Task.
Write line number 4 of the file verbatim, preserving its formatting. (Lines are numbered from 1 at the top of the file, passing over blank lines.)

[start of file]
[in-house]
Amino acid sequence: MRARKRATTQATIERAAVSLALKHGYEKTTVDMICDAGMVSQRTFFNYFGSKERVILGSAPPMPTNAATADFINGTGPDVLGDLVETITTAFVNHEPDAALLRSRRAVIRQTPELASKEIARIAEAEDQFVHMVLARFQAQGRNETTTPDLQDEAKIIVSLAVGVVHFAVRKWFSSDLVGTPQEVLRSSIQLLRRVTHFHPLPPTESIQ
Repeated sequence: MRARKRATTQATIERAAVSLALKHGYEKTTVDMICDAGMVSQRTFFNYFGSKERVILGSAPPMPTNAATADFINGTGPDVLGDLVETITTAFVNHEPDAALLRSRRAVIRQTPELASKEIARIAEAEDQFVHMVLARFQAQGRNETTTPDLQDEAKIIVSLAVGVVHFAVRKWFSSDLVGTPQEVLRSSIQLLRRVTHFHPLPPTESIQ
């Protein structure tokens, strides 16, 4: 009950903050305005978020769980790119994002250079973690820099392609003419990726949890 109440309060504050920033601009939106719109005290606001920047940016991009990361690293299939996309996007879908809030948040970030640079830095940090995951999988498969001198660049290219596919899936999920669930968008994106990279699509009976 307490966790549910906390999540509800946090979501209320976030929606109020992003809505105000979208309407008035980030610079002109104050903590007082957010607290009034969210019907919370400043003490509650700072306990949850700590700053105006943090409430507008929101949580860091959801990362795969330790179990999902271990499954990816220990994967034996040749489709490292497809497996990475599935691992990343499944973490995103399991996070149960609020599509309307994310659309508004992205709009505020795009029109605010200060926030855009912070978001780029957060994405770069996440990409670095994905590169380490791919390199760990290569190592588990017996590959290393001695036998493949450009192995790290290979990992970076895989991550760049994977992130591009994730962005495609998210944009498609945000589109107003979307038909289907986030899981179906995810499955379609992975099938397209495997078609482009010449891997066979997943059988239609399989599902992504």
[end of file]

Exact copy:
């Protein structure tokens, strides 16, 4: 009950903050305005978020769980790119994002250079973690820099392609003419990726949890 109440309060504050920033601009939106719109005290606001920047940016991009990361690293299939996309996007879908809030948040970030640079830095940090995951999988498969001198660049290219596919899936999920669930968008994106990279699509009976 307490966790549910906390999540509800946090979501209320976030929606109020992003809505105000979208309407008035980030610079002109104050903590007082957010607290009034969210019907919370400043003490509650700072306990949850700590700053105006943090409430507008929101949580860091959801990362795969330790179990999902271990499954990816220990994967034996040749489709490292497809497996990475599935691992990343499944973490995103399991996070149960609020599509309307994310659309508004992205709009505020795009029109605010200060926030855009912070978001780029957060994405770069996440990409670095994905590169380490791919390199760990290569190592588990017996590959290393001695036998493949450009192995790290290979990992970076895989991550760049994977992130591009994730962005495609998210944009498609945000589109107003979307038909289907986030899981179906995810499955379609992975099938397209495997078609482009010449891997066979997943059988239609399989599902992504």